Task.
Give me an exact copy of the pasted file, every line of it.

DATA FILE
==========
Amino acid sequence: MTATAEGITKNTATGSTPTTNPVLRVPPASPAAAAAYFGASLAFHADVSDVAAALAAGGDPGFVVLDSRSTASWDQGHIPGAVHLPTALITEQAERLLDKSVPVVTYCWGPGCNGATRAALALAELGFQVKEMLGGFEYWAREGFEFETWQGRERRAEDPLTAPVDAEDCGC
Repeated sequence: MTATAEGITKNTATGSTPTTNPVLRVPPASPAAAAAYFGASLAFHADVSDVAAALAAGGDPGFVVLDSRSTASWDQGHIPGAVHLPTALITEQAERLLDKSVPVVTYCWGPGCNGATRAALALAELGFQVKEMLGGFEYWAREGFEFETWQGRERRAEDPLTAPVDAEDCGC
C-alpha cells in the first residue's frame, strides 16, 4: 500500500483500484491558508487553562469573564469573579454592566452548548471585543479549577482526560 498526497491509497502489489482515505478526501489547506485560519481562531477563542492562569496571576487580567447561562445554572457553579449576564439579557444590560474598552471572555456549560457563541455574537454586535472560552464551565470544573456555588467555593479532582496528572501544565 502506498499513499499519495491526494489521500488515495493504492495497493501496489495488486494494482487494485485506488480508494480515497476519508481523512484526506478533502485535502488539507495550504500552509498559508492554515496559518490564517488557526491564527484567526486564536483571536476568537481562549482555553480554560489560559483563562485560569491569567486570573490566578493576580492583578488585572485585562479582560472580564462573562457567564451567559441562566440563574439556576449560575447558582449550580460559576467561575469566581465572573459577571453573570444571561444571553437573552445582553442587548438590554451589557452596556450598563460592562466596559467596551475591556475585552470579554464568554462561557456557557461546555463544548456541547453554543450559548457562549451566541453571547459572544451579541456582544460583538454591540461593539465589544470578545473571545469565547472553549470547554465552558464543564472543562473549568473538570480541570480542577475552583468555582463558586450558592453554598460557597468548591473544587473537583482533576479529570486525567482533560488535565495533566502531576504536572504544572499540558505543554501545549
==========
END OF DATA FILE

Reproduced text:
Amino acid sequence: MTATAEGITKNTATGSTPTTNPVLRVPPASPAAAAAYFGASLAFHADVSDVAAALAAGGDPGFVVLDSRSTASWDQGHIPGAVHLPTALITEQAERLLDKSVPVVTYCWGPGCNGATRAALALAELGFQVKEMLGGFEYWAREGFEFETWQGRERRAEDPLTAPVDAEDCGC
Repeated sequence: MTATAEGITKNTATGSTPTTNPVLRVPPASPAAAAAYFGASLAFHADVSDVAAALAAGGDPGFVVLDSRSTASWDQGHIPGAVHLPTALITEQAERLLDKSVPVVTYCWGPGCNGATRAALALAELGFQVKEMLGGFEYWAREGFEFETWQGRERRAEDPLTAPVDAEDCGC
C-alpha cells in the first residue's frame, strides 16, 4: 500500500483500484491558508487553562469573564469573579454592566452548548471585543479549577482526560 498526497491509497502489489482515505478526501489547506485560519481562531477563542492562569496571576487580567447561562445554572457553579449576564439579557444590560474598552471572555456549560457563541455574537454586535472560552464551565470544573456555588467555593479532582496528572501544565 502506498499513499499519495491526494489521500488515495493504492495497493501496489495488486494494482487494485485506488480508494480515497476519508481523512484526506478533502485535502488539507495550504500552509498559508492554515496559518490564517488557526491564527484567526486564536483571536476568537481562549482555553480554560489560559483563562485560569491569567486570573490566578493576580492583578488585572485585562479582560472580564462573562457567564451567559441562566440563574439556576449560575447558582449550580460559576467561575469566581465572573459577571453573570444571561444571553437573552445582553442587548438590554451589557452596556450598563460592562466596559467596551475591556475585552470579554464568554462561557456557557461546555463544548456541547453554543450559548457562549451566541453571547459572544451579541456582544460583538454591540461593539465589544470578545473571545469565547472553549470547554465552558464543564472543562473549568473538570480541570480542577475552583468555582463558586450558592453554598460557597468548591473544587473537583482533576479529570486525567482533560488535565495533566502531576504536572504544572499540558505543554501545549